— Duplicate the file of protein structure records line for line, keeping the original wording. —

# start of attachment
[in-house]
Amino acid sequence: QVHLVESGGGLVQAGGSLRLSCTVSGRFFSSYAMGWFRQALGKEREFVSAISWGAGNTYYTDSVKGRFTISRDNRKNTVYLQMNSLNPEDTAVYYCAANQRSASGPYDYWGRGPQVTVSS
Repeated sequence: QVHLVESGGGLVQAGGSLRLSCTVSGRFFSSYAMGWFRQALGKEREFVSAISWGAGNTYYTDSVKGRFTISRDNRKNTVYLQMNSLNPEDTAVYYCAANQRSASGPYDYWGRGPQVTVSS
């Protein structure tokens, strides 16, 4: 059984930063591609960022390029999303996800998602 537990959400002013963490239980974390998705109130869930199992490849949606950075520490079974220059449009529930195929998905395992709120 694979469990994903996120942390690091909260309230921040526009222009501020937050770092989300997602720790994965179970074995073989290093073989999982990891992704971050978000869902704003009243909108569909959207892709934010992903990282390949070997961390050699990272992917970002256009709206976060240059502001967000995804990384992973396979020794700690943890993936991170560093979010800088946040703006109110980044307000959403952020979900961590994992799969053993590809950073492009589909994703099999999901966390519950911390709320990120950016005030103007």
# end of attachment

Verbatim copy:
[in-house]
Amino acid sequence: QVHLVESGGGLVQAGGSLRLSCTVSGRFFSSYAMGWFRQALGKEREFVSAISWGAGNTYYTDSVKGRFTISRDNRKNTVYLQMNSLNPEDTAVYYCAANQRSASGPYDYWGRGPQVTVSS
Repeated sequence: QVHLVESGGGLVQAGGSLRLSCTVSGRFFSSYAMGWFRQALGKEREFVSAISWGAGNTYYTDSVKGRFTISRDNRKNTVYLQMNSLNPEDTAVYYCAANQRSASGPYDYWGRGPQVTVSS
């Protein structure tokens, strides 16, 4: 059984930063591609960022390029999303996800998602 537990959400002013963490239980974390998705109130869930199992490849949606950075520490079974220059449009529930195929998905395992709120 694979469990994903996120942390690091909260309230921040526009222009501020937050770092989300997602720790994965179970074995073989290093073989999982990891992704971050978000869902704003009243909108569909959207892709934010992903990282390949070997961390050699990272992917970002256009709206976060240059502001967000995804990384992973396979020794700690943890993936991170560093979010800088946040703006109110980044307000959403952020979900961590994992799969053993590809950073492009589909994703099999999901966390519950911390709320990120950016005030103007």